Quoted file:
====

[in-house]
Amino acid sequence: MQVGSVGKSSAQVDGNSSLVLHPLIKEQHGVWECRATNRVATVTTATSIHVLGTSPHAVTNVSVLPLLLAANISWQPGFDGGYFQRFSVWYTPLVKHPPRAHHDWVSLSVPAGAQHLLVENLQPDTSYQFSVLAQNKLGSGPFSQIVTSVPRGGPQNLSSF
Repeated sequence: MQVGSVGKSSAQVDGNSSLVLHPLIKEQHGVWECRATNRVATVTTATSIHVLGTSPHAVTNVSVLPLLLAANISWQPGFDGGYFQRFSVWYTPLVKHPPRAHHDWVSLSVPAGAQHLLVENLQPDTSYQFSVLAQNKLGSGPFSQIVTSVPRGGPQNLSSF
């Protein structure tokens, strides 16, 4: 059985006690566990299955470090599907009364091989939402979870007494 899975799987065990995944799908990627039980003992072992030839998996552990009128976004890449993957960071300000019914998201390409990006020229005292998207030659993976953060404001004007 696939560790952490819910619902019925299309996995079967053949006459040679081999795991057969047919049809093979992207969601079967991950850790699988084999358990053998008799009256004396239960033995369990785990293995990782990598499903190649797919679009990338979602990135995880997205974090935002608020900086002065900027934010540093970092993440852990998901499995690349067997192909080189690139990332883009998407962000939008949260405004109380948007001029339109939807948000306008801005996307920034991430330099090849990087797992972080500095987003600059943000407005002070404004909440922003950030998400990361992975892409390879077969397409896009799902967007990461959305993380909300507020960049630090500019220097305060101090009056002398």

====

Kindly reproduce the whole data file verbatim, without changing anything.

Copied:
[in-house]
Amino acid sequence: MQVGSVGKSSAQVDGNSSLVLHPLIKEQHGVWECRATNRVATVTTATSIHVLGTSPHAVTNVSVLPLLLAANISWQPGFDGGYFQRFSVWYTPLVKHPPRAHHDWVSLSVPAGAQHLLVENLQPDTSYQFSVLAQNKLGSGPFSQIVTSVPRGGPQNLSSF
Repeated sequence: MQVGSVGKSSAQVDGNSSLVLHPLIKEQHGVWECRATNRVATVTTATSIHVLGTSPHAVTNVSVLPLLLAANISWQPGFDGGYFQRFSVWYTPLVKHPPRAHHDWVSLSVPAGAQHLLVENLQPDTSYQFSVLAQNKLGSGPFSQIVTSVPRGGPQNLSSF
């Protein structure tokens, strides 16, 4: 059985006690566990299955470090599907009364091989939402979870007494 899975799987065990995944799908990627039980003992072992030839998996552990009128976004890449993957960071300000019914998201390409990006020229005292998207030659993976953060404001004007 696939560790952490819910619902019925299309996995079967053949006459040679081999795991057969047919049809093979992207969601079967991950850790699988084999358990053998008799009256004396239960033995369990785990293995990782990598499903190649797919679009990338979602990135995880997205974090935002608020900086002065900027934010540093970092993440852990998901499995690349067997192909080189690139990332883009998407962000939008949260405004109380948007001029339109939807948000306008801005996307920034991430330099090849990087797992972080500095987003600059943000407005002070404004909440922003950030998400990361992975892409390879077969397409896009799902967007990461959305993380909300507020960049630090500019220097305060101090009056002398």